If you ever find yourself in a pub with me, chances are that at some point, the conversation will turn to death. Not just death, but the terrifying and horrible ways people have succumbed to it in the past. I have often heard a story retold about a man who attended the execution of his…
The Department of History at Purdue University seeks nominations and applications for the Endowed Chair – History of Medicine. Scholars at the rank of full professor with a strong publication record and research agenda as well as exemplary teaching experience are encouraged to apply. The area of specialization and time period are open. The successful […]
Last week, the FDA sent a letter to Ann Wojcicki — the CEO of direct-to-consumer (DTC) genetic testing company 23andMe — ordering them to stop marketing their Personal Genome Service (PGS), which the FDA defines as a "medical device" subject to specific forms of regulation.
According to Forbes, Wojcicki and her company have flouted regulatory red-tape despite both efforts by the FDA to work with them and 23andMe’s own statement that their "relationship with the FDA remains critically import… »
A major oral history project to gather the life stories of British scientists has culminated today in the launch of a new online archive by the British Library. Voices of Science is drawn from a National Life Stories programme ‘An Oral History of British Science’, and features interviews with 100 leading UK scientists and engineers, telling the stories of some of the most remarkable scientific and engineering discoveries of the past century as well as the personal stories of each individual.
Mike Rugnetta over at the PBS Idea Channel has an interesting video about how popular history is made. Specifically, our popular understanding of the late inventor (and internet folk hero) Nikola Tesla. He argues that there are essentially two Teslas: The historical Tesla who did things like promote eugenics, and had very human imperfections, and the mythologized Tesla that so many well-intentioned people have idolized in recent years.
Yesterday I and seemingly everyone else interested in genomes posted about the FDA letter ordering the genome diagnostics company 23andMe to stop marketing their saliva test. FDA treats the test as a “medical device, because “it is intended for use in the diagnosis of disease or other conditions or in the cure, mitigation, treatment, or […]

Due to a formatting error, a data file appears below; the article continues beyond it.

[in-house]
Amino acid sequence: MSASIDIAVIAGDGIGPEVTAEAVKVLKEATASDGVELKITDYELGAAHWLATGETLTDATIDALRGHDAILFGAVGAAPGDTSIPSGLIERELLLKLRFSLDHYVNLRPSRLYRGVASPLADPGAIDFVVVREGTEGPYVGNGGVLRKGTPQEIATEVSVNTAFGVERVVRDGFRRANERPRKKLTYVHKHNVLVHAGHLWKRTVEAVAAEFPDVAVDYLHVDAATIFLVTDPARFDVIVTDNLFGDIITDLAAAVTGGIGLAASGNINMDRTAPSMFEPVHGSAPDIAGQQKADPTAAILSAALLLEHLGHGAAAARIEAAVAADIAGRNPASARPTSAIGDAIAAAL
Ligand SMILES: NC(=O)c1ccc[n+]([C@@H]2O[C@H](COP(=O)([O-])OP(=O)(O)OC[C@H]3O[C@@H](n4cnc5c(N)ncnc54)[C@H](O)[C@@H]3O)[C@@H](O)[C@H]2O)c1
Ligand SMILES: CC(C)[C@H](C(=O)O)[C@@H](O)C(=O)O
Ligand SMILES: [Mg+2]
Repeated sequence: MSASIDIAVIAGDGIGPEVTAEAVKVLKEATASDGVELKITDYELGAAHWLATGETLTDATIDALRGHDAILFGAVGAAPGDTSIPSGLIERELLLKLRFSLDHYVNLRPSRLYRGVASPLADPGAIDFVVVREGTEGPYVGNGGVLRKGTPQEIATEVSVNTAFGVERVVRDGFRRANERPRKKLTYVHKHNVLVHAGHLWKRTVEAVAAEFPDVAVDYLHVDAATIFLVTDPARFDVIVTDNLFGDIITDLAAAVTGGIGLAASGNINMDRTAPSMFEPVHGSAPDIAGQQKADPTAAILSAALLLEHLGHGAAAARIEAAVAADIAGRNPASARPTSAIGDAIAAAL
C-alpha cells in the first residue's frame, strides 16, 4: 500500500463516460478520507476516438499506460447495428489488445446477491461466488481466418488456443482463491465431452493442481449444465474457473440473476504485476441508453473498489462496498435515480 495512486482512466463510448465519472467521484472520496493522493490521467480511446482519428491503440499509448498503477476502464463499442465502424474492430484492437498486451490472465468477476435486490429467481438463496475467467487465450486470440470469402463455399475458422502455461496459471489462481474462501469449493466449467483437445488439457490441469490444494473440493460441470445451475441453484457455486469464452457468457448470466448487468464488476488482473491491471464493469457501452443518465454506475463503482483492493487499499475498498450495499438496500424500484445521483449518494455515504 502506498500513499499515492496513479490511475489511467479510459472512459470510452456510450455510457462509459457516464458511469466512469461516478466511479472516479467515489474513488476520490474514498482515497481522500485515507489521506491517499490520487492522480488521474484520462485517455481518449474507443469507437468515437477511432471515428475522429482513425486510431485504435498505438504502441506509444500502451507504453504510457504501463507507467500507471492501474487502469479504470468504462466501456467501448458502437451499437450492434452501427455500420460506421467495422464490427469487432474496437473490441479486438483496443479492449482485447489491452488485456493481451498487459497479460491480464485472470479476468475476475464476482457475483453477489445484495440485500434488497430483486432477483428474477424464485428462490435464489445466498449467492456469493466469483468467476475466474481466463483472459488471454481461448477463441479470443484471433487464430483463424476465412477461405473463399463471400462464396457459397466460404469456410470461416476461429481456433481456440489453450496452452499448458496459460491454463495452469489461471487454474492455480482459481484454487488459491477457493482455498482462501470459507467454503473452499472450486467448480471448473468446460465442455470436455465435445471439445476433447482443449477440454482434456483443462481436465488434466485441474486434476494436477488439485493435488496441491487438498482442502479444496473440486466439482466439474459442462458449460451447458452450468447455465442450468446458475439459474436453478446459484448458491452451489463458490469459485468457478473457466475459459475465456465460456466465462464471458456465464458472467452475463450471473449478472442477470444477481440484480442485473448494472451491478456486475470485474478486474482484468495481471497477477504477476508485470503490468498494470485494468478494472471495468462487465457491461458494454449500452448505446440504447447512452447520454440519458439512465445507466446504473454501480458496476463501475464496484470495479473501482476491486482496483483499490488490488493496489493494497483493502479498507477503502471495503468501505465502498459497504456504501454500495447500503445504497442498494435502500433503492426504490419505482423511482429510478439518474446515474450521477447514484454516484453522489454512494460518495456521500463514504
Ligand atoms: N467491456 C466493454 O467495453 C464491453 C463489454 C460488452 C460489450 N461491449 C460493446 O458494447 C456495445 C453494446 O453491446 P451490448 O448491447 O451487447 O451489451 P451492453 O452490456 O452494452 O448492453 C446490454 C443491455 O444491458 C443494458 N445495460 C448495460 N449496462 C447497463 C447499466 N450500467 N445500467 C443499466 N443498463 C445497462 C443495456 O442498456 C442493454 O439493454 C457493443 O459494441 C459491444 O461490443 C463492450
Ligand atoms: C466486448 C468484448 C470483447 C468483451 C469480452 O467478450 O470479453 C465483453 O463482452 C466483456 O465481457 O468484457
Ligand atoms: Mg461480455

The anonymously authored Aristotle’s Book of Problems (1710) presented its readers with a series of questions and answers about the body and the natural world.1Some of these questions are very familiar, ’why have some men curled hair, and some smooth?’, others are perhaps less familiar ’why have men more teeth than women?’ why are ’Eunuchs for the most part bandy-leg’d’ and why do the ’Privities…
Passions and Subjectivity in Early Modern Culture [Brian Cummings, Freya Sierhuis] on Amazon.com. *FREE* shipping on qualifying offers. Bringing together scholars from literature and the history of ideas, Passions and Subjectivity in Early Modern Culture explores new ways of negotiating the boundaries between cognitive and bodily models of emotion
The Centre for the History of Science, Technology and Medicine at the University of Manchester offers two bursaries (small grants) of Ł5000 each towards tuition for its MSc (taught Master’s) programmes, including study in the medical humanities and science communication. The awards are aimed at highly motivated students seeking to proceed to PhD study at CHSTM. The scheme is open to all suitably qualified UK and international candidates, and offered for either full-time or part-time study star… »
Yesterday on my twitter stream people were retweeting the following quote:
“Millions saw the apple fall, but Newton asked why.” —Bernard Baruch
For those who don’t know, Bernard Baruch was an American financier and presidential advisor. I can only assume that those who retweeted it did so because they believe that it is in some way significant. As a historian of science I find it is significant because it is fundamentally wrong in two different ways and because it perpetuates a false understand… »
Paris, 26 November 2013
This morning I decided to find Montmor’s house. Henri-Louis Habert de Montmor (1603-1679) was the Master of Requests for Louis XIII and XIV, and ran a much-fabled scientific salon from his home in the 1650s and 60s. His hôtel still stands at the edge of the Marais at 79 rue du Temple. In Montmor’s time, the street was known as rue Sainte-Avoye. In the astoundingly detailed 1739 Turgot map of Paris, it is still rue Sainte-Avoye, and the manicured gardens of the five h… »
The November 30th deadline is approaching so this is a gently reminder for you to submit your abstracts for the STGlobal Consortium’s 14th Science & Technology in Society Conference taking place in Washington, DC on April 4 – 5, 2014. Please circulate this call among the community of graduate students.
For further information and to apply, see www.stglobal.org /